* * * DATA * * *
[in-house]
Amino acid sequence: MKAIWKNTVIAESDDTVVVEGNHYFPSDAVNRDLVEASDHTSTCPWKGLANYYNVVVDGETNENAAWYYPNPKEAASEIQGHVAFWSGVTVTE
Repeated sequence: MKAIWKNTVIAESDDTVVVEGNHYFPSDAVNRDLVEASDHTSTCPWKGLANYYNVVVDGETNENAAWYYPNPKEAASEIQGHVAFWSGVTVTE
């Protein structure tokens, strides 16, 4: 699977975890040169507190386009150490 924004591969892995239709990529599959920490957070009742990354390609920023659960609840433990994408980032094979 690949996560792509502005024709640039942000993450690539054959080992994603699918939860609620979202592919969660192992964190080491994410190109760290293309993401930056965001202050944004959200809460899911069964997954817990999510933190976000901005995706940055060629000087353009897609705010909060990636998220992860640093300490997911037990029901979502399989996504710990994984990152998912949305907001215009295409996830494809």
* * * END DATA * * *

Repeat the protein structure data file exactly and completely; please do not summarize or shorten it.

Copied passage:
[in-house]
Amino acid sequence: MKAIWKNTVIAESDDTVVVEGNHYFPSDAVNRDLVEASDHTSTCPWKGLANYYNVVVDGETNENAAWYYPNPKEAASEIQGHVAFWSGVTVTE
Repeated sequence: MKAIWKNTVIAESDDTVVVEGNHYFPSDAVNRDLVEASDHTSTCPWKGLANYYNVVVDGETNENAAWYYPNPKEAASEIQGHVAFWSGVTVTE
């Protein structure tokens, strides 16, 4: 699977975890040169507190386009150490 924004591969892995239709990529599959920490957070009742990354390609920023659960609840433990994408980032094979 690949996560792509502005024709640039942000993450690539054959080992994603699918939860609620979202592919969660192992964190080491994410190109760290293309993401930056965001202050944004959200809460899911069964997954817990999510933190976000901005995706940055060629000087353009897609705010909060990636998220992860640093300490997911037990029901979502399989996504710990994984990152998912949305907001215009295409996830494809």